Tag Archives: novel

The impossible feat my printers had to pull off to print my full colour illustrated novel

3 Replies

Image: Two similar book covers. On the left is Future Girl (Australian edition) and on the right is The Words in my Hands (North American edition), both by Asphyxia. They show a girl with long, black, wavy hair. She wears a gray sleeveless top and holds a magenta pencil and paint brush in her fist, with a light blue paint dripping from the brush. She has large black cross over her right ear. Her eyes are green and her lips red. The background shows drawings of buildings. The left background is green, brown and teal textured paint; the right background is teal, pink and ochre textured paint. On both covers is a review by Amie Kaufman, a New York Times bestselling author, which says, ‘Brilliantly imaginative, totally immersive…’

When I first had the idea for my book, titled Future Girl (in Australia) and The Words in My Hands (in North America), I told my publishers I wanted to make a young adult novel that included full colour art on every page, because I believe that picture books should not just be for young children. I now know why this is a genre-breaking concept – it was way more complex than I could ever have imagined.

Usually picture books are printed on glossy thick paper, which makes the art look great, but when the pages add up (384 of them, in the case of my book), it can make the book prohibitively heavy. There’s a reason coffee-table books are called that – they sit more easily on a coffee table for viewing than in your hands while you lie back in a bath or in bed. We had to find a way to print it that would result in it feeling like a novel, not a coffee table book.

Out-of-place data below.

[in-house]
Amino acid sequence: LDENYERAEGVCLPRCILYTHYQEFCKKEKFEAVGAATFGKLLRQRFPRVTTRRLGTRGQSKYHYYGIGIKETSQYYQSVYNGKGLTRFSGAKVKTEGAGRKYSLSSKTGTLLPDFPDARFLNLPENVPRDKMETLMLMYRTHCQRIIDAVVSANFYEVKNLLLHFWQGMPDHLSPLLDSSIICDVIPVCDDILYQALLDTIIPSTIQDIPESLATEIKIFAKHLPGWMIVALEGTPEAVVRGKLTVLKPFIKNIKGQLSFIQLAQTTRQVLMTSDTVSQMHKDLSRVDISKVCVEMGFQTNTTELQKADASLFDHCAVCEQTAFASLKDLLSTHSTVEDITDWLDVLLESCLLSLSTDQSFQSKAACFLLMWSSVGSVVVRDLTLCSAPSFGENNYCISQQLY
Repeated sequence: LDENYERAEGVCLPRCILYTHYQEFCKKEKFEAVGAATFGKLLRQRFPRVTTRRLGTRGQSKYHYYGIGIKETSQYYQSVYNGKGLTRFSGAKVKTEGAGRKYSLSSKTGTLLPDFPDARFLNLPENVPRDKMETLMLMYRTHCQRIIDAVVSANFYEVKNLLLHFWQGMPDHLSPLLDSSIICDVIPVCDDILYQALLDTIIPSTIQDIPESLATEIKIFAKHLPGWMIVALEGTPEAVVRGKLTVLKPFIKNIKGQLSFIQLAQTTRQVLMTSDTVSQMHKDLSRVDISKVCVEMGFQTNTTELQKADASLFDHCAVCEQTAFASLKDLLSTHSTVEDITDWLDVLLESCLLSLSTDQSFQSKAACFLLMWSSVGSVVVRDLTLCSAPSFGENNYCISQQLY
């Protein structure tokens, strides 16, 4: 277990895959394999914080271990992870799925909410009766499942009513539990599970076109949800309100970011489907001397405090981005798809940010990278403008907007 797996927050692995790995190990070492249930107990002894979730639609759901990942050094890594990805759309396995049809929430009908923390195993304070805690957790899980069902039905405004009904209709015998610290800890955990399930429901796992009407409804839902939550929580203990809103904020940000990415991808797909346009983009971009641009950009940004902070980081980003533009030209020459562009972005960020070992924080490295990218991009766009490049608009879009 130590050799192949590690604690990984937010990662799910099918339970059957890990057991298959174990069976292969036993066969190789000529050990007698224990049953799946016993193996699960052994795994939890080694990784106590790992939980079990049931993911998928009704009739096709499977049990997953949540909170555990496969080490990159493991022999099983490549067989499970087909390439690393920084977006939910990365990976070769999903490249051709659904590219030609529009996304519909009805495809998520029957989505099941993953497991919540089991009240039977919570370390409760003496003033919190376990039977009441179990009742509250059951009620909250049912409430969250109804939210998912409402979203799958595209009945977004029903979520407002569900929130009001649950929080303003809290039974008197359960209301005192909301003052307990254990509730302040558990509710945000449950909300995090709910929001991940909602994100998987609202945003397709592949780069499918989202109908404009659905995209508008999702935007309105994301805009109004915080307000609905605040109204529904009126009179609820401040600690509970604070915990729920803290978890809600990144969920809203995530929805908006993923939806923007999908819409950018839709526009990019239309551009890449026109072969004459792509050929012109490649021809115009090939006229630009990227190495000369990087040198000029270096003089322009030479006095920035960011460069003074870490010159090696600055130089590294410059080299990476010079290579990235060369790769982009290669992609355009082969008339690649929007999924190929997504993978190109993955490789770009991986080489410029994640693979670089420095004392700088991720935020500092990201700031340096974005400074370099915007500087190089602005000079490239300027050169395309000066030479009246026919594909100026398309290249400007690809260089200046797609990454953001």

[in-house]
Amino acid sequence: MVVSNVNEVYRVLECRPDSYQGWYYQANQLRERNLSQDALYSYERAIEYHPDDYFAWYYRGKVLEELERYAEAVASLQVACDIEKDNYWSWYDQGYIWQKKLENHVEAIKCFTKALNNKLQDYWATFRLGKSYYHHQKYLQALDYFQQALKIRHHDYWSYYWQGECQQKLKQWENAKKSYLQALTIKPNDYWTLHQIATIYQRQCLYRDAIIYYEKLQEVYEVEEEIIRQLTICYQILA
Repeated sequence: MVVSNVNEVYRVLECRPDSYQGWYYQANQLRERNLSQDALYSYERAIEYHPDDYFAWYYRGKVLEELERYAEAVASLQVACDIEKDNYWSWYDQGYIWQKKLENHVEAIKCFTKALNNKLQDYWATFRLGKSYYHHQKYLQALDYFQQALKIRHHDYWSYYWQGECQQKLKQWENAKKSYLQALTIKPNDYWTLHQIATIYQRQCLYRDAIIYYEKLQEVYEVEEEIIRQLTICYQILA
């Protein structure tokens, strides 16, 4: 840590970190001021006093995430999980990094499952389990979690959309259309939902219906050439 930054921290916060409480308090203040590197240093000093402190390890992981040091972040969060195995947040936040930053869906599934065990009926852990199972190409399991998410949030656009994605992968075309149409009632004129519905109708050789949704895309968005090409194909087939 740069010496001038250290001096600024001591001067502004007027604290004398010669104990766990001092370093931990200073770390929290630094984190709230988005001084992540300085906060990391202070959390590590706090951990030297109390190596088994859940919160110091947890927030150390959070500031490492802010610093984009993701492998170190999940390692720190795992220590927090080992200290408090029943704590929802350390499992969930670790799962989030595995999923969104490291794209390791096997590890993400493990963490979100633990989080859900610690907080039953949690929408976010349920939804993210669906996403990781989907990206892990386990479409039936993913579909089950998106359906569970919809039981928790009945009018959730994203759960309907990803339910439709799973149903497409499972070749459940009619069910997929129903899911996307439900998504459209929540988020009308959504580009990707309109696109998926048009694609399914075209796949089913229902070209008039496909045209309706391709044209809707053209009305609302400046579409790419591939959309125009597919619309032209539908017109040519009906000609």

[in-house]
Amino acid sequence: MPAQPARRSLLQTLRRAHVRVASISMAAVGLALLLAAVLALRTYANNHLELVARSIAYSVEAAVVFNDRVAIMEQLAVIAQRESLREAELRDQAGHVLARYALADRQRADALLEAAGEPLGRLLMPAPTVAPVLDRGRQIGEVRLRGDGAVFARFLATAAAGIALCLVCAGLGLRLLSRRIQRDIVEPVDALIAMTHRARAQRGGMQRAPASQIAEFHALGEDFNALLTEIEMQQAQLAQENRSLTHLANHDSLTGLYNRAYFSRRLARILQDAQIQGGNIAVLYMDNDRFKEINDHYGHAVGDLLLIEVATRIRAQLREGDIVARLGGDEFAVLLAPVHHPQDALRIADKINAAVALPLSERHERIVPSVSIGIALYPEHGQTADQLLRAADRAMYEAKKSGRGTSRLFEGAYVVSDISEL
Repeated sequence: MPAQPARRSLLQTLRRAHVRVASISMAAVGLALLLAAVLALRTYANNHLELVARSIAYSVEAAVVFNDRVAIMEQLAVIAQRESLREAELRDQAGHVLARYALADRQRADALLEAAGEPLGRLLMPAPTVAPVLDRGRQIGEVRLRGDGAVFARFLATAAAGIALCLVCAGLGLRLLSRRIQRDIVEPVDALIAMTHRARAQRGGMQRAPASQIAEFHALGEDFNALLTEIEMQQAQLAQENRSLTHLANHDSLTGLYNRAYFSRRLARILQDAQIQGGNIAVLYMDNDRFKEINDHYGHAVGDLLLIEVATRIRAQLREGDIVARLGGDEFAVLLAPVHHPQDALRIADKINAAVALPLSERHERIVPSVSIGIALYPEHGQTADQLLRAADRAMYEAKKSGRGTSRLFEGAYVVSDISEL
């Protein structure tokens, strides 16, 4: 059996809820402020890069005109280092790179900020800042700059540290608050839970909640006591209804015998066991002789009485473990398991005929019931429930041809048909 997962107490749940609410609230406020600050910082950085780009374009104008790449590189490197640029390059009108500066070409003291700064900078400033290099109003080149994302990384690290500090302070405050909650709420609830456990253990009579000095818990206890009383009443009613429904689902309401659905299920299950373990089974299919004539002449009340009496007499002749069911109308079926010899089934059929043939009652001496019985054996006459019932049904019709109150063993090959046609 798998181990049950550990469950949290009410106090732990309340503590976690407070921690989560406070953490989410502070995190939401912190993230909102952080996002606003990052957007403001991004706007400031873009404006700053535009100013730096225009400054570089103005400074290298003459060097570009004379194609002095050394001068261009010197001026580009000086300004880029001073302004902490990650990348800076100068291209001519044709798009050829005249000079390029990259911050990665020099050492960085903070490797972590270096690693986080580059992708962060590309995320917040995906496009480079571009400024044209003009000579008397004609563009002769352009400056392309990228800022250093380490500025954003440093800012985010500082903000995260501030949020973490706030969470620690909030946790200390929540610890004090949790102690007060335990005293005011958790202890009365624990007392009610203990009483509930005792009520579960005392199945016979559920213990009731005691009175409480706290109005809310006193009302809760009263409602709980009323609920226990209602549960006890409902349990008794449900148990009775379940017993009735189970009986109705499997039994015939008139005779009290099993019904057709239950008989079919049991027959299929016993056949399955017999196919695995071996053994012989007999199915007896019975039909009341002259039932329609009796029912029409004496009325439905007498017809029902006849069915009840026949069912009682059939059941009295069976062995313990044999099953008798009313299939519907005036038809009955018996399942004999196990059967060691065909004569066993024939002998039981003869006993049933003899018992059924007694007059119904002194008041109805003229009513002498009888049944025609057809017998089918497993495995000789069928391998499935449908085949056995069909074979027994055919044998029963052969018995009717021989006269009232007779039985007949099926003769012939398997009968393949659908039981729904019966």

Using thinner paper is an option, but if you go too thin this risks ink bleeding through from one side to the other. If I have an artwork with heavy black on one page, then light colours on the next, the light page could be contaminated. My publisher selected a thinner stock than they would for a picture book, and printed special colour proofs double-sided on the actual stock (the first time they’d ever done this!) to ensure there were no problems here. The publisher also insisted we print on ‘woodfree’ stock, which is what most ‘normal’ novels are printed on, instead of glossy/shiny stock like picture books are often printed on – to ensure it still felt like a novel. This sort of paper knocks back the colours, so the designer had to ramp up colour in our files to compensate, and again, there were several test colour proofs done to check this colour before the actual book printed.

Not only that, but areas of very heavily saturated ink on a page can take a while to dry – risking the ink transferring on to page opposite it. If ink saturation gets too heavy, special measures need to be taken by the printer – such as separating out and drying pages individually, or putting a special varnish over the top of each page. These sorts of measures take a ton of extra time and cost a lot of extra money. So, the book designer also needed to knock back some of my heavier blacks to avoid this, walking that fine line of judging how much to knock them back in order to receive the best printed product possible while remaining true to the look of the artwork.

I am amazed that my publishers didn’t just tell me where to go with my idea. Instead they took a punt, consulted with highly experienced printers, and eventually came up with what we all hoped would be the perfect combination of paper, ink and techniques.

I am super-fussy about colour, and choose the precise shades of each colour in my artworks very carefully. I spent hours tweaking the colours for every page. This is further complicated by the fact that what you see on the screen doesn’t represent what will come out of the printing press. That meant I had to hand the final colour tweaks over to my publishers as they use professionally calibrated screens, special lights, and make further changes depending on the type of paper used and what they see in the proofs. Woodfree stock sucks up far more ink than shiny paper so a concern was that all the bright colours in final book would end up dulled. You will understand why I was extremely nervous when I ripped open the package containing the very first copy of the book. I didn’t know how much all the paper, ink and technologies used would mess with my vision for the art.

As I flipped through it for the very first time, my jaw dropped open. I couldn’t believe it. It’s perfect. JUST PERFECT. The colours are rich and vibrant and just as I wanted them. The paper, the texture, the size and weight of the book combine to be a sensuous feast. There’s no bleed-through, none! It’s just small and light enough to hold comfortably while still being substantial and delicious.